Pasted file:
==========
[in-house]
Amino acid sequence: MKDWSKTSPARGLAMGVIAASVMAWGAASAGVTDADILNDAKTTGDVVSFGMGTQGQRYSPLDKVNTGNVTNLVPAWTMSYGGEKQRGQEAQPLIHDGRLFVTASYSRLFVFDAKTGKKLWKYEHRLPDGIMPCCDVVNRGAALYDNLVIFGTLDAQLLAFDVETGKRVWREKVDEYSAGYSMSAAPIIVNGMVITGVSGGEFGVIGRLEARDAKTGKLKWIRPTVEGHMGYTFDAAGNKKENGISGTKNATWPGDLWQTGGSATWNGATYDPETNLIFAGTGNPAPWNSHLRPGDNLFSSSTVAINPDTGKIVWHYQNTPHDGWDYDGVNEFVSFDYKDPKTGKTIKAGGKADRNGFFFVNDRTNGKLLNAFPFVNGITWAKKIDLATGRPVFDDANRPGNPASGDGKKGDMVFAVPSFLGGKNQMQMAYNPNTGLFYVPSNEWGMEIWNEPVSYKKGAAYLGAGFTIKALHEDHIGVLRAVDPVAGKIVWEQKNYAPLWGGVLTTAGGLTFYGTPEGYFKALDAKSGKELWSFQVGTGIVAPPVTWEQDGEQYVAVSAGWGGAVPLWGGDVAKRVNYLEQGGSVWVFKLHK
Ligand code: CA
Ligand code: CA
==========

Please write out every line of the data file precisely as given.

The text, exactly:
[in-house]
Amino acid sequence: MKDWSKTSPARGLAMGVIAASVMAWGAASAGVTDADILNDAKTTGDVVSFGMGTQGQRYSPLDKVNTGNVTNLVPAWTMSYGGEKQRGQEAQPLIHDGRLFVTASYSRLFVFDAKTGKKLWKYEHRLPDGIMPCCDVVNRGAALYDNLVIFGTLDAQLLAFDVETGKRVWREKVDEYSAGYSMSAAPIIVNGMVITGVSGGEFGVIGRLEARDAKTGKLKWIRPTVEGHMGYTFDAAGNKKENGISGTKNATWPGDLWQTGGSATWNGATYDPETNLIFAGTGNPAPWNSHLRPGDNLFSSSTVAINPDTGKIVWHYQNTPHDGWDYDGVNEFVSFDYKDPKTGKTIKAGGKADRNGFFFVNDRTNGKLLNAFPFVNGITWAKKIDLATGRPVFDDANRPGNPASGDGKKGDMVFAVPSFLGGKNQMQMAYNPNTGLFYVPSNEWGMEIWNEPVSYKKGAAYLGAGFTIKALHEDHIGVLRAVDPVAGKIVWEQKNYAPLWGGVLTTAGGLTFYGTPEGYFKALDAKSGKELWSFQVGTGIVAPPVTWEQDGEQYVAVSAGWGGAVPLWGGDVAKRVNYLEQGGSVWVFKLHK
Ligand code: CA
Ligand code: CA